Nowadays a story like this is hard to believe, but it did happen. A true Christmas miracle.
Historians simply refer to it as “The Christmas Truce of 1914.”
World War I — the War to End All Wars — was well into its fifth month with the battlefields of Flanders, Belgium, seeing fierce fighting between German soldiers and those from Britain and France. Safety for the combatants was found in muddy, six- to eight-foot deep trenches. Those man-made ditches were surrounded by the carnage of war when Christmas morning arrived, the first Christmas that soldiers spent away from their loved ones.
That’s when the most amazing thing happened.
All of a sudden the Germans started putting Christmas trees lit by candles on the tops of their trenches. Then they broke out in song. Across the way, the English and French, not to be outdone, answered with Christmas carols of their own.
That’s when some of the Germans proposed a toast, “You no shoot, we no shoot,” they yelled in broken English. The French and British thought it might be a trick as they nervously watched German soldiers crawling out of the trenches. They were ready to fire upon the Germans when they noticed in the dawning Christmas morning light that the Germans were unarmed, singing Christmas carols at the tops of their lungs.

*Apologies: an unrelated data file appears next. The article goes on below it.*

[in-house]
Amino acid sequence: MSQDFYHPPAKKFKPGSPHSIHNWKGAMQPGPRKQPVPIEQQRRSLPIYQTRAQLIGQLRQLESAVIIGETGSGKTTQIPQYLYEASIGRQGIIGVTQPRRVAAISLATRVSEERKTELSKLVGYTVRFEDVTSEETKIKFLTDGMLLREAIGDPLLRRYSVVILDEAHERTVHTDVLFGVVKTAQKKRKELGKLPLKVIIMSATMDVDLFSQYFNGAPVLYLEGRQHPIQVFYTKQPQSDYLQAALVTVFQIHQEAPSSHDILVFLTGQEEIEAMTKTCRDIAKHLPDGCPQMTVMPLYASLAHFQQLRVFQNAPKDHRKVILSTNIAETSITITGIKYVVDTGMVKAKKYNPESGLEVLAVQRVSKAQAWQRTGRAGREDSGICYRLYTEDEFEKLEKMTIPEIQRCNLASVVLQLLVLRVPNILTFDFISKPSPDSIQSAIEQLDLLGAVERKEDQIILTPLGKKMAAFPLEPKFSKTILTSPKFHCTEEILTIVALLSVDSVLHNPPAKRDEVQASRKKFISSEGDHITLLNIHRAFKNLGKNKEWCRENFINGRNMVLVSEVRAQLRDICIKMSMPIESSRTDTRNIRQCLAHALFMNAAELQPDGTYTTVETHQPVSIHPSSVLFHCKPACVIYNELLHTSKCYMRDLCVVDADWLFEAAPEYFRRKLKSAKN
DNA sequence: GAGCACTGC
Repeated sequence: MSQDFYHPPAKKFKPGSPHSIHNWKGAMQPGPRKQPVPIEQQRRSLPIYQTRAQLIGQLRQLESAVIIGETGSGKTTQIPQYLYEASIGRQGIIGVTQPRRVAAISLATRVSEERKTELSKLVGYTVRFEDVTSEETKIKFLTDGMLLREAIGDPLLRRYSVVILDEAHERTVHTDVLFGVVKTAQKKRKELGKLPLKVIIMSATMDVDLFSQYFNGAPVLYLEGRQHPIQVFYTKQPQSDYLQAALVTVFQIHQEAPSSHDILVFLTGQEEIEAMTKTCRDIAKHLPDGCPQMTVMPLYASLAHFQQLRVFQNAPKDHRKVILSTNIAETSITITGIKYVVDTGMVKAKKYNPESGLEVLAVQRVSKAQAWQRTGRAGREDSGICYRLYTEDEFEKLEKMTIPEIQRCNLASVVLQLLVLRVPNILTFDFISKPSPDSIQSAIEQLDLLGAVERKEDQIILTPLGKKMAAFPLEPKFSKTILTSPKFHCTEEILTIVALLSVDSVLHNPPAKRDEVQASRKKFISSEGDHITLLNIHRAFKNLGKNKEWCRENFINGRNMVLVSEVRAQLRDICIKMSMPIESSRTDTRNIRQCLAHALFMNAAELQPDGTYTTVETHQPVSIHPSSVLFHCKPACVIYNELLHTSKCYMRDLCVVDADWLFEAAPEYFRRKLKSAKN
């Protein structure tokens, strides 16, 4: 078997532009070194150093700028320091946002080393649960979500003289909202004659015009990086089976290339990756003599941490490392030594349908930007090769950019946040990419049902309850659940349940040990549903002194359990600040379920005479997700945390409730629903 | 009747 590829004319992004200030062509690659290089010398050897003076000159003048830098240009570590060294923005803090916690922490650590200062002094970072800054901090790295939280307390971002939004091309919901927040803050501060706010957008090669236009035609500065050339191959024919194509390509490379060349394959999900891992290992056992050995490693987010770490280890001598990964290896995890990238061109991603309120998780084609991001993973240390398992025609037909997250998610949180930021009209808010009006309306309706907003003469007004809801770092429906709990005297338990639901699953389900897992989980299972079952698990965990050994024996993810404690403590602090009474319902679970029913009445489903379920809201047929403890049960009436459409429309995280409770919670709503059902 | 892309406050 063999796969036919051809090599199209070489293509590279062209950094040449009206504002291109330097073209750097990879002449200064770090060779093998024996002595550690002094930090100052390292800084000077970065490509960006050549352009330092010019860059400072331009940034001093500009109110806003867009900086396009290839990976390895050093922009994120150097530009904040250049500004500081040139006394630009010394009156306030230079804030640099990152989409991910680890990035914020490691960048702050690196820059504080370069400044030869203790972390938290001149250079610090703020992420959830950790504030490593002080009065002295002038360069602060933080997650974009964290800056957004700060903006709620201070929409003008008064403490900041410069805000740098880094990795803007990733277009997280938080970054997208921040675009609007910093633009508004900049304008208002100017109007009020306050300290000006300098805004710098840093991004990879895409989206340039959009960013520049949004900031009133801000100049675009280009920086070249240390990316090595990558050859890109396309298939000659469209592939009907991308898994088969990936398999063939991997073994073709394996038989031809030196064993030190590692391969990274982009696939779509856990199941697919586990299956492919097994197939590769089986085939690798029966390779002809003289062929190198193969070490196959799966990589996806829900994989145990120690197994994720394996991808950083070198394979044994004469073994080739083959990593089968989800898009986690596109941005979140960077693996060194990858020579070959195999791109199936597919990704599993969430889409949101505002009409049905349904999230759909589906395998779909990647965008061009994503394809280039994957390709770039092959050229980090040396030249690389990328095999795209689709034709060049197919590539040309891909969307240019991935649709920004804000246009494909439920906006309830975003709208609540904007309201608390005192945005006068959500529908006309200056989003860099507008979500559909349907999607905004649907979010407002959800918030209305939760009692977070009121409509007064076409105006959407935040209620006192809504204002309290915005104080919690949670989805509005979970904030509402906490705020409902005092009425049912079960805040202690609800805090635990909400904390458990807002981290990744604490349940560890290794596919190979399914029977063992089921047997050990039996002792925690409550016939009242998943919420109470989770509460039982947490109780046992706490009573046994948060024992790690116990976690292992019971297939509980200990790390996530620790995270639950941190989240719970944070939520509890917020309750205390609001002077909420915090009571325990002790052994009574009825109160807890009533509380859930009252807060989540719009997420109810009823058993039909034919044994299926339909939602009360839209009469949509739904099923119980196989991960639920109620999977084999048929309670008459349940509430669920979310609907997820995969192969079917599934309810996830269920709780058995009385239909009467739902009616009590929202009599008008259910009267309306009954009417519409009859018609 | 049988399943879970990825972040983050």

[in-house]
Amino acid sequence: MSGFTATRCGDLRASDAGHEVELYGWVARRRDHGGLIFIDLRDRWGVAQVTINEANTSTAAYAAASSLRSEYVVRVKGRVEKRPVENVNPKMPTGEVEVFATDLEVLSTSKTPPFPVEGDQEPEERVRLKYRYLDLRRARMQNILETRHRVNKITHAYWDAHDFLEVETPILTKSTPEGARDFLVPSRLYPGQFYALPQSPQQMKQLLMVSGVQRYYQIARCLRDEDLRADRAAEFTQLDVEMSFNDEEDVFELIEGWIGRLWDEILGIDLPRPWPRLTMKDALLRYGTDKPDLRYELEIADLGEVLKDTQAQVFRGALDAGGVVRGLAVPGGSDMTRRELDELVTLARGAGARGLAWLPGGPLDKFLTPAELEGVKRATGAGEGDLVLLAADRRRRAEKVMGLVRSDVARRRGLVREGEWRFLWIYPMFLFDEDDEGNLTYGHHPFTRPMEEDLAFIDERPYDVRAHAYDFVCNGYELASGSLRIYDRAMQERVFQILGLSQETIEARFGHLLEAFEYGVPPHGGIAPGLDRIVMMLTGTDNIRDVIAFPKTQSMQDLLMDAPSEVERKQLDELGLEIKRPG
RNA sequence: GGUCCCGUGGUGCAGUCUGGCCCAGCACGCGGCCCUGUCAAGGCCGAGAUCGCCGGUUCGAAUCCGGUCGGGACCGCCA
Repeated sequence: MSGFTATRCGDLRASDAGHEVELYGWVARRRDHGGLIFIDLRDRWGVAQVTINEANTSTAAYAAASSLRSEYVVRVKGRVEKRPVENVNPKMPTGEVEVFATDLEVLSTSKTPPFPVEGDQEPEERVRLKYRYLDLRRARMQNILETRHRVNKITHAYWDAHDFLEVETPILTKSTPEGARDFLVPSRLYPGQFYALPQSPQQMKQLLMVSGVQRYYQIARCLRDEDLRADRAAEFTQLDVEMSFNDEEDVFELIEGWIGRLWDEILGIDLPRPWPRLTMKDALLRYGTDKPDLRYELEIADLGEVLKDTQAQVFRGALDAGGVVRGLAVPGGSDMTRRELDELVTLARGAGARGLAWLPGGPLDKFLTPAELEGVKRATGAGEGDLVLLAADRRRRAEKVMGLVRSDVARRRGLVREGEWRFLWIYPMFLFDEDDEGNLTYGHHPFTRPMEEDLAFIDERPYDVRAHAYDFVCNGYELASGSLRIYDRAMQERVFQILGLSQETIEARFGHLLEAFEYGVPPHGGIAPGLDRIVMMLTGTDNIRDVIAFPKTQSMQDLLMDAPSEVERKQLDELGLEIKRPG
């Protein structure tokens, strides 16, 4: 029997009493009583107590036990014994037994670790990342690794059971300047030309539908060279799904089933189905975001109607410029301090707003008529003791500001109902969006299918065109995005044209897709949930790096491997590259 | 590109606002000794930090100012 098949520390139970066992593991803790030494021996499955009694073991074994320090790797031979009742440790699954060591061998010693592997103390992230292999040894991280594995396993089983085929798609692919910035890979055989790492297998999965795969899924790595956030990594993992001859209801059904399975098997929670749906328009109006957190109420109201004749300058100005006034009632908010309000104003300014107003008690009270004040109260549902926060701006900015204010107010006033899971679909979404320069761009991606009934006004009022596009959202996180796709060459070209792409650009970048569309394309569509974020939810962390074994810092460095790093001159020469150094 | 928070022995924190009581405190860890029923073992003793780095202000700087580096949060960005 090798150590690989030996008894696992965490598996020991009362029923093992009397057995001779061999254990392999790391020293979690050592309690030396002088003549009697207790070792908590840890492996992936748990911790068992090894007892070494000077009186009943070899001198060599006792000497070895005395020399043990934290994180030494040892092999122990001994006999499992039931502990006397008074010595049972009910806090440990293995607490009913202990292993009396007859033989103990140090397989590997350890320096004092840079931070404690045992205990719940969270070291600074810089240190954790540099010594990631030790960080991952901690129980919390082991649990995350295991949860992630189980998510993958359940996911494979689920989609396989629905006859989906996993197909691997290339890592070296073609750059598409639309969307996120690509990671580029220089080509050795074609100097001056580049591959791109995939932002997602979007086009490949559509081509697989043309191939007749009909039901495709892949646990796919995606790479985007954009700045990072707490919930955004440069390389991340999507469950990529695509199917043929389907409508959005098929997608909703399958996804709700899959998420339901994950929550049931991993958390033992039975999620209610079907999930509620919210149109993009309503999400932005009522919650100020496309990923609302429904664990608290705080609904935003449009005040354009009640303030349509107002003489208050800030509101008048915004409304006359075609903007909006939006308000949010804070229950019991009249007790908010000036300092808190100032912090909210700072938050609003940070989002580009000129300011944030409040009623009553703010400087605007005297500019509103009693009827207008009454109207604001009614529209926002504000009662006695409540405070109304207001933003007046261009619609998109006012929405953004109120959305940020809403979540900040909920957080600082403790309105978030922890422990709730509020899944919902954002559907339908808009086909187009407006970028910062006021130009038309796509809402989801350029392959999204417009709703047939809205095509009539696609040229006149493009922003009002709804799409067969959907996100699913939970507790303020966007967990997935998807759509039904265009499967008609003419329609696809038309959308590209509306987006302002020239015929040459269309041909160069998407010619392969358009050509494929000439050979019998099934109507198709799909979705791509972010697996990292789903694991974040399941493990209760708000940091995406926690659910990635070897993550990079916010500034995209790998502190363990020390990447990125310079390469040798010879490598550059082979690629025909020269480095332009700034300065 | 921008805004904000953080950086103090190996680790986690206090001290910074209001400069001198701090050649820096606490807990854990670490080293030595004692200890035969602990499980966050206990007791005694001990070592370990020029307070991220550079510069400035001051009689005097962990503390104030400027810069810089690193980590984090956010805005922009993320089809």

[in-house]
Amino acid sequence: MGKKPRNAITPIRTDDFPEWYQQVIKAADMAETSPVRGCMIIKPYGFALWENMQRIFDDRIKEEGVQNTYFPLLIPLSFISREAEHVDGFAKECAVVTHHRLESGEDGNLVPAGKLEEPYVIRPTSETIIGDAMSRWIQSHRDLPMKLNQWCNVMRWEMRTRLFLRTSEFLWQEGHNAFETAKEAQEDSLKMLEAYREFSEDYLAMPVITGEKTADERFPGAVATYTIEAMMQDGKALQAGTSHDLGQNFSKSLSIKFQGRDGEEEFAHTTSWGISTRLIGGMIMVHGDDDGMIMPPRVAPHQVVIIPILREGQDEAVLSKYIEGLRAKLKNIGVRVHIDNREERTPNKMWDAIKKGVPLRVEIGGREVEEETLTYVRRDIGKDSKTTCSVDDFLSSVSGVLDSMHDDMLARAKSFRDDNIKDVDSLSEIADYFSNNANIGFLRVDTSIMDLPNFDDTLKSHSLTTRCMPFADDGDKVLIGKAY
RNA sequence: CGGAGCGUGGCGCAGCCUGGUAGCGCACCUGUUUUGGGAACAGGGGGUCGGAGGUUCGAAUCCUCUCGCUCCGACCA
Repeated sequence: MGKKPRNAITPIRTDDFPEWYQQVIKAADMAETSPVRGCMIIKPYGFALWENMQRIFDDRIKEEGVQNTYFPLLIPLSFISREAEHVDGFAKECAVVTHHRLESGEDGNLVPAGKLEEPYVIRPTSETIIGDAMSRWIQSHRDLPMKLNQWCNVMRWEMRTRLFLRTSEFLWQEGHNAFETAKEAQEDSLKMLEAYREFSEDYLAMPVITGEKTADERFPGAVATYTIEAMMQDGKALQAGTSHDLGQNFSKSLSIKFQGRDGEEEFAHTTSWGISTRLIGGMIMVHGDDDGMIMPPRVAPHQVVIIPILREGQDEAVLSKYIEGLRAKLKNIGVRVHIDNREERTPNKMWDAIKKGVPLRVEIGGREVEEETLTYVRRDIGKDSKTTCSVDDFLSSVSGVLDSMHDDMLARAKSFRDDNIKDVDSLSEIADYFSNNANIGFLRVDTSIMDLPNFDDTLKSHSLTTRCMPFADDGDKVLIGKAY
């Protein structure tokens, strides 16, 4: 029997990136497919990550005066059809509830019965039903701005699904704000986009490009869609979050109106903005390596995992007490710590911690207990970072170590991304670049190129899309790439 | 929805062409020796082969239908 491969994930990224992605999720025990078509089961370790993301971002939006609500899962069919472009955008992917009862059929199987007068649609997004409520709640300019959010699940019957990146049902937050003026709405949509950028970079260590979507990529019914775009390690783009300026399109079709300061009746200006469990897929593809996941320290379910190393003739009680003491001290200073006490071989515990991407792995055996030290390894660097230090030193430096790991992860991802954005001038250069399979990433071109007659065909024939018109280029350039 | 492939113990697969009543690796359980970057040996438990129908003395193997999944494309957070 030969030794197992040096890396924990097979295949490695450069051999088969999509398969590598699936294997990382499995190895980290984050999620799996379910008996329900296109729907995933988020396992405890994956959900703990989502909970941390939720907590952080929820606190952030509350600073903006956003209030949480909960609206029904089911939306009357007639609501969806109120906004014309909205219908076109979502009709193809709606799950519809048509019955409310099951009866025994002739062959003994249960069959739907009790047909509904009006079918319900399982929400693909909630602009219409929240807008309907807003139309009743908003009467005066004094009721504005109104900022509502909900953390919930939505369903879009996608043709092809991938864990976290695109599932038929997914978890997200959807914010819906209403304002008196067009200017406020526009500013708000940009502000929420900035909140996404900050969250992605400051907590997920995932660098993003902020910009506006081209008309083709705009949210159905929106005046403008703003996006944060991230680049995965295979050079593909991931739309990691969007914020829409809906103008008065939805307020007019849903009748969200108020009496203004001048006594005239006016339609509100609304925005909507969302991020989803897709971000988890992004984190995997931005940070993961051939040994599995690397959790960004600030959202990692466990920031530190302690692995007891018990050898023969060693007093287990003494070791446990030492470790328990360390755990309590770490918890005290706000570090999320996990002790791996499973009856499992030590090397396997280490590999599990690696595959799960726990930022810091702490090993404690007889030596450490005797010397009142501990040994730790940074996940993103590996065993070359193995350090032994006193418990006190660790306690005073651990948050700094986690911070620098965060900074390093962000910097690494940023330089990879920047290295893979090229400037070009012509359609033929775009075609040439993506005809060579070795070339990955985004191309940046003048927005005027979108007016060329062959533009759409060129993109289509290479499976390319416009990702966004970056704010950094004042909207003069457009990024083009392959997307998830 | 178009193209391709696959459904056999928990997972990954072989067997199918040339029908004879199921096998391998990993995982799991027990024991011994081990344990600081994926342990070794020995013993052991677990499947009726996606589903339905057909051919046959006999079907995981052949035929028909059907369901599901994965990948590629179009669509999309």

That’s all it took.
Thousands of troops from both sides streamed across a no-man’s land strewn with rotting corpses, meeting half way. Their first order of business was to bury the dead. After that, they sang more Christmas carols and exchanged gifts — chocolate cake, Cognac, newspapers, postcards, tobacco, plumb pudding … anything of value. They showed each other photographs of loved ones back home, played soccer, even roasted some pigs. Soldiers embraced men they had been trying to kill a few short hours before. At certain points, German soldiers with brass musical instruments even led the joyous singing.
A shudder ran through the high command on both sides. In the minds of officers, this was disaster in the making: soldiers declaring their brotherhood with each other and refusing to fight. Generals on both sides declared this spontaneous peacemaking to be treasonous and subject to court martial.
Sensing the ire of their commanders, the soldiers from both sides agreed to warn each other if the top brass forced them to fire their weapons, and to aim high.
The Christmas Truce of 1914 remains one of the most unusual events in history.
On that day almost 100 years ago, there was peace on Earth and goodwill toward men, all because the focus was on Christmas.